After marking the ends of the platform on the bulkheads (with the platform level in both directions), I removed it and used a hole saw to cut a large hole through the forward bulkhead and into the space beneath the starboard settees, where the overboard pumpout through hull would eventually be located.  To comply with discharge requirements, all waste would be routed into the holding tank first, but from there would be the option of evacuating the tank to a shoreside facility (through a deck fitting) or overboard via a hand pump when the boat was in waters legal for such behavior.

After cleaning up the space, I installed a pair of hardwood cleats for the ends of the platform, securing them to my marks with epoxy and screws, before installing the platform on the cleats and against the hull with more epoxy, and a pair of screws into the cleats just to hold it.  I coated both sides and all edges of the platform with epoxy before installation, and smoothed in a nice fillet along the hull and at any gaps at the ends.

To complete the installation, I installed two layers of heavy fiberglass over the platform and up on to the hull.

Now that I was on a roll, and anxious to finish up structural and epoxy work in the boat’s various compartments, I decided to work next on the new support platform for the boat’s electric propulsion motor (and please forgive me if by habit I lapse into calling anything here an “engine”).  With the basics of the system chosen by the owner now determined, I was ready to figure out the motor placement and also where the large battery bank would be stored.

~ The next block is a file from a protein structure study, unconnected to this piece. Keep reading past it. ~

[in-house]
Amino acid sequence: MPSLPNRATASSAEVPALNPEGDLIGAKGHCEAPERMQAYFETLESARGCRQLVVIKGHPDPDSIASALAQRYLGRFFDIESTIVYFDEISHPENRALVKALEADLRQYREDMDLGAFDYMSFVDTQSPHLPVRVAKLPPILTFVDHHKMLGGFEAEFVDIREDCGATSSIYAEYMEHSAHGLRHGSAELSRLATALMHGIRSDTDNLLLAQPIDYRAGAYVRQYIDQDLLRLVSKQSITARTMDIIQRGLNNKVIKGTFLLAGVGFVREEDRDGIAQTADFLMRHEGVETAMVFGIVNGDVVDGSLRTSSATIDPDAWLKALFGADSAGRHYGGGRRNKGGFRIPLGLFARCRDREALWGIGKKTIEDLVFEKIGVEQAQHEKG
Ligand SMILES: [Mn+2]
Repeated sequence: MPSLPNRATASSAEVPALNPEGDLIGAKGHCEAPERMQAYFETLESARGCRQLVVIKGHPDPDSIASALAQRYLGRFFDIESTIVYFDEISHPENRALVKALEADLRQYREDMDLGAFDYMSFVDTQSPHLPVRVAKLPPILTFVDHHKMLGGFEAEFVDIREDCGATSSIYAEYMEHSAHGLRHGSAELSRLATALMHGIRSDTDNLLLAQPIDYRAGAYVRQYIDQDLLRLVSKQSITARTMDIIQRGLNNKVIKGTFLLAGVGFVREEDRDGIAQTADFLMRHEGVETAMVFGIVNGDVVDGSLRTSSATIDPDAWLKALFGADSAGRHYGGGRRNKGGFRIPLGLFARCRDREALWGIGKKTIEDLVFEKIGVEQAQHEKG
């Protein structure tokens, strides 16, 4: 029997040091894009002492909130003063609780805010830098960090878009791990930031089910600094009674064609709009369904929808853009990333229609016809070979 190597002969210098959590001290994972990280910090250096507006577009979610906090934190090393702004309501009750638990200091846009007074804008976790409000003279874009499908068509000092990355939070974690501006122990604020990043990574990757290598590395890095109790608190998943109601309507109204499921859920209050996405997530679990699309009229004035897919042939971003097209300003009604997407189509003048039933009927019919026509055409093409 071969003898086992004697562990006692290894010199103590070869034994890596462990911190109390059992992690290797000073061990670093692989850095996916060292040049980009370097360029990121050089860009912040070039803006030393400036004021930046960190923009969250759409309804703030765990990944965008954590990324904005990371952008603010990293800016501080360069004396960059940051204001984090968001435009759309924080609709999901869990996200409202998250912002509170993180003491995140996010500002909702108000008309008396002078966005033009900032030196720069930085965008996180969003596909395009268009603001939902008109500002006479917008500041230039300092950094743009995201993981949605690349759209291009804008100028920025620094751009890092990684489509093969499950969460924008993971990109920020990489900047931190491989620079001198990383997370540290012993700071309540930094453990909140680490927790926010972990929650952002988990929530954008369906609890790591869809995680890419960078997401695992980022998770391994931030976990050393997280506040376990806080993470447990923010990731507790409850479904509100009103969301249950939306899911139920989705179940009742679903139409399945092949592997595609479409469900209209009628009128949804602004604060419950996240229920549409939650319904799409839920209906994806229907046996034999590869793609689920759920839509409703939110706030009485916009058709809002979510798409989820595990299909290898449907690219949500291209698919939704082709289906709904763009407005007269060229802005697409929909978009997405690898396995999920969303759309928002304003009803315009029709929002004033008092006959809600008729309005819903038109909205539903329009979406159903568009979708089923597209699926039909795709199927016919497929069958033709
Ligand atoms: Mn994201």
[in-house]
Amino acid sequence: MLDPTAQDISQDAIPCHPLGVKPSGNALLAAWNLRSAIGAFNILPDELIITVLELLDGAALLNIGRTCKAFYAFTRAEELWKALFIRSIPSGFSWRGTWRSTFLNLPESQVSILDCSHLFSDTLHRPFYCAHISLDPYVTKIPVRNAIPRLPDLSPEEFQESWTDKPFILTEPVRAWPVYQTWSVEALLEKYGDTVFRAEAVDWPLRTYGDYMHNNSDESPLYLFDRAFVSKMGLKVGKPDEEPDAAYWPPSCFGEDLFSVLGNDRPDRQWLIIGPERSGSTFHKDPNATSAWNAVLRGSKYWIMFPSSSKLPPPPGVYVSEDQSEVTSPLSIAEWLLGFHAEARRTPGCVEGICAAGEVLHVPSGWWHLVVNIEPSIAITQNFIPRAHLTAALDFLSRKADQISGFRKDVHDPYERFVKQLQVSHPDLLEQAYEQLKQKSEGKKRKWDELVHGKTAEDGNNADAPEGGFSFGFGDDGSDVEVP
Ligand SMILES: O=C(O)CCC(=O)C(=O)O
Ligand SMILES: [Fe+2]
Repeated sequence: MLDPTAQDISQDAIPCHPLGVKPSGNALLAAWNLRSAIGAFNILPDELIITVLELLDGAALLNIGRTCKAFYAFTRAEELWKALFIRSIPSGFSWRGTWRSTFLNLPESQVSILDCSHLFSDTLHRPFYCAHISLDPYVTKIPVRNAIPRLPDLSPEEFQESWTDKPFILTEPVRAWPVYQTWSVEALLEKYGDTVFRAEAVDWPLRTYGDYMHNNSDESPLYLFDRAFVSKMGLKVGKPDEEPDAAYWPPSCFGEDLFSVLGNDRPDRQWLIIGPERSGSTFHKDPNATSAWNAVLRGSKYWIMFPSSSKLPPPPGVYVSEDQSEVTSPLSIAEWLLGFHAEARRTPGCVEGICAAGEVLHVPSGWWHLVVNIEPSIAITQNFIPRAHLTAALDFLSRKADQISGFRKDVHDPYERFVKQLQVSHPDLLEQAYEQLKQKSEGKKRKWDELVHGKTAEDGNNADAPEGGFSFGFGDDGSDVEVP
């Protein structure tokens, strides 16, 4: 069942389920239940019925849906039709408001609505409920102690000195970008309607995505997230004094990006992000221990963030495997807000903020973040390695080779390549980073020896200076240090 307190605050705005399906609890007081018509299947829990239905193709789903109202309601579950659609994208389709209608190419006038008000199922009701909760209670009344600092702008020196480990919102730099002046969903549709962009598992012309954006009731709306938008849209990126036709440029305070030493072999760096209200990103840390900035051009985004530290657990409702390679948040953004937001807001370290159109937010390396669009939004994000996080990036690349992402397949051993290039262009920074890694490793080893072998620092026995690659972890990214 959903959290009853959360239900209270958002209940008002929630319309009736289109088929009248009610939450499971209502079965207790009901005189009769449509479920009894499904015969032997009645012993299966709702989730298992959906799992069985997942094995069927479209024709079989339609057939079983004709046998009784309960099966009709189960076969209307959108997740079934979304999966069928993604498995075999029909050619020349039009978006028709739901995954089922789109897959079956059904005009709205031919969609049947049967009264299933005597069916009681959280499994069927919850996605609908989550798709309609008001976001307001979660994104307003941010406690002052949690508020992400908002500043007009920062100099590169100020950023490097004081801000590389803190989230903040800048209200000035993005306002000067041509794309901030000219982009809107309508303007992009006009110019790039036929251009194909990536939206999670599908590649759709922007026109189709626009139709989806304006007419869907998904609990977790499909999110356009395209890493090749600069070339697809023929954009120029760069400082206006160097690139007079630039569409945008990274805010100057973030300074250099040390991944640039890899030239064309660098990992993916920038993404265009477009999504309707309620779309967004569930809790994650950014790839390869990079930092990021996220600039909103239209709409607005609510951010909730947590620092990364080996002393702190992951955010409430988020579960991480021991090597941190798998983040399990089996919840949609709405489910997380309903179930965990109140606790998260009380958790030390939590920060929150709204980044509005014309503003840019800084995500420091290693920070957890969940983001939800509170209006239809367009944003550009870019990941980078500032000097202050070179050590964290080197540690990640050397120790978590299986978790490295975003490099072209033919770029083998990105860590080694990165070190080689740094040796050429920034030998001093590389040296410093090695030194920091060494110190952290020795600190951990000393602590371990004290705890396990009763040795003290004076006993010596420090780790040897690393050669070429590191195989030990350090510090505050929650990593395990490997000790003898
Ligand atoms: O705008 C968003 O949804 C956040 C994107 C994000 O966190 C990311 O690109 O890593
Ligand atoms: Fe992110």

To begin, I set up a string through the shaft log so I could determine the shaft position and angle, which, as always, was the key reference point for such an installation.

A great benefit to electric propulsion motors from my standpoint is that, because the motor is compact and lacks all the protrusions and low-hanging  transmissions and oil pans found in diesel engines, it can be mounted on a simple flat platform, and in this particular boat such a basic platform worked well with the given space in the engine room.  Using the reference drawing of the chosen electric motor, and the measurements contained therein, I chose as a starting point 5″ below the shaft centerline, which was well within the requirements of the motor installation itself and would also give ample room for minor adjustments in height later.  If, during final installation, I found it beneficial for whatever reason to add height to the platform, it would be straightforward to do easily and accurately, but the mounting system with this motor provided substantial adjustment capability for myriad situations.